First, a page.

Professor Labcoat celebrates National Maker Week!
Hello everyone! Professor Labcoat here. It’s National Maker Week, and today I’d like to show you how to learn about electrical circuits using play dough!
We use electricity to power all kinds of things every day. Electricity is what we call it when charged particles are pushed around, and we can make, or “generate”, electricity in many different ways. The power plants that generate electricity for entire cities use huge magnets to push electricity through the big wires that we see along the side of the road, solar panels use light energy from the sun to push electricity around, and batteries use chemical reactions.
The materials needed for this experiment are 4 AA batteries, a light emitting diode (LED), and some play dough that’s made with salt. There are many recipes online for play dough; I made some by combining 2 cups of flour and ½ cup of salt with roughly 1 cup of water added slowly. Food coloring can make for a fun color addition. You can also add a couple of teaspoons of oil and a teaspoon of cream of tartar to help with the texture, or just use some of the store bought variety!
Finding a light emitting diode (LED) might be a little tricky. I took apart a small finger-mounted flashlight to get mine. These parts are also available at many electronics stores or online for less than a dollar apiece.
The first thing we need for our circuit is something to generate the electricity. The chemical reactions inside the batteries will do this for us by pushing charged particles from one side of the battery to the other. We want all the push to go in the same direction, so we need to line up our batteries end-to-end and pointing in the same way. A little ball of dough acts as a conductor between our batteries. We need these batteries to push the electricity hard enough to make our LED light up. We measure the push of electricity in units called “volts”. Each battery gives 1.5 volts worth of push to the electricity, so four in a row give 6 volts of push total. This should be strong enough to move electricity through both the dough and the LED.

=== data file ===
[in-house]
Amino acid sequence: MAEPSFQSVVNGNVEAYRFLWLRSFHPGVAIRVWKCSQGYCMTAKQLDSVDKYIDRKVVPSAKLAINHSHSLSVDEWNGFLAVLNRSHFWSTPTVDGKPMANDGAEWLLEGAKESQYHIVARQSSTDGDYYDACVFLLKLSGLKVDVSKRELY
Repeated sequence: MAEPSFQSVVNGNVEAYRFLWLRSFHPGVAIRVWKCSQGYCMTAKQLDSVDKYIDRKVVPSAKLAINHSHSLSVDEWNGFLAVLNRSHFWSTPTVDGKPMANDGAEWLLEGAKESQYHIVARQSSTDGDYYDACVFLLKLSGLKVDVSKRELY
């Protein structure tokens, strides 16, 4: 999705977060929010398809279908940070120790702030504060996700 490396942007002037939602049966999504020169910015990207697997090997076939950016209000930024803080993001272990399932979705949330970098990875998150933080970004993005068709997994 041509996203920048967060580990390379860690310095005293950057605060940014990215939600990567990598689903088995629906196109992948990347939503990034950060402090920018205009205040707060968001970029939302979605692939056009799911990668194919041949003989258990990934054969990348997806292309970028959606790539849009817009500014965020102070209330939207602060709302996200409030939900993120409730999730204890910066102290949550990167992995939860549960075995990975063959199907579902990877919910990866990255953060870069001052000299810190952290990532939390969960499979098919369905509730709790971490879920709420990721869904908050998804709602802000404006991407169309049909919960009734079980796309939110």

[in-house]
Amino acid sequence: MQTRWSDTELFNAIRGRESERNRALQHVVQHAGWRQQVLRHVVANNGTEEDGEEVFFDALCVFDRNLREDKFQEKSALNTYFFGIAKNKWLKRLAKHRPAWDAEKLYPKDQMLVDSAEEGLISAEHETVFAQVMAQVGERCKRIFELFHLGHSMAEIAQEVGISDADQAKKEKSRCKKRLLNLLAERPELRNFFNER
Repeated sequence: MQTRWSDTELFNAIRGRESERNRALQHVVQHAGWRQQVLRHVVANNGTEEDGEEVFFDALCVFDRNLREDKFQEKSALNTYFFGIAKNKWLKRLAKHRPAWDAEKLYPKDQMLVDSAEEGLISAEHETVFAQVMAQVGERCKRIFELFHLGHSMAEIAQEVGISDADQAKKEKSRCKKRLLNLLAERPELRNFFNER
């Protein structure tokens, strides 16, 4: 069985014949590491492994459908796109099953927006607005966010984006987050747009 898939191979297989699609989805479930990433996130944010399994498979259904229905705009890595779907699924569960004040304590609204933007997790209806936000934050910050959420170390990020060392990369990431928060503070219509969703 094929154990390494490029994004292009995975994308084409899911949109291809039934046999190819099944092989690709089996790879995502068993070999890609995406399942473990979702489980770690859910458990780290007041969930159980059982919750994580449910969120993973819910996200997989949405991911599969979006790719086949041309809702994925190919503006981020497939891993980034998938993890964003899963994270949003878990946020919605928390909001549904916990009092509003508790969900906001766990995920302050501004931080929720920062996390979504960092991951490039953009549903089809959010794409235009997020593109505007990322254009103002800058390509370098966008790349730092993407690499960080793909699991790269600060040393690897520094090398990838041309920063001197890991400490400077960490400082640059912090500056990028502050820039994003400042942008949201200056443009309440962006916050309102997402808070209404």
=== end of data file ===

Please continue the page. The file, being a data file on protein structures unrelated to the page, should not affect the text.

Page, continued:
The play dough is our conductor. Instead of electrons moving through metal, our electricity will take the form of tiny pieces of the salt (called “ions”) moving through the water in the dough. It takes more energy to move ions through dough than to move electrons through metal, so dough wouldn’t make a very good extension cord. It is safe to use with the batteries, however, because it won’t heat up as a metal wire would. Plus, it’s fun to squish!
Electricity can only move through LEDs in one direction, so you might need to switch yours around a little bit before it works. Once you’ve got a circuit together, you can try out different things! What happens if your dough rolls are fat and short? Skinny and long? Does it change the brightness of your bulb?
There are many people who have created many great lessons to go along with this kind of circuitry. Check out the wonderful work of the University of St. Thomas and their “Squishy Circuit” homepage!
I hope you enjoy making your play dough circuit and learning about electricity! There are many wonderful things that we can use science to build and understand, and Makers the world over have created many fantastic resources for Young Makers!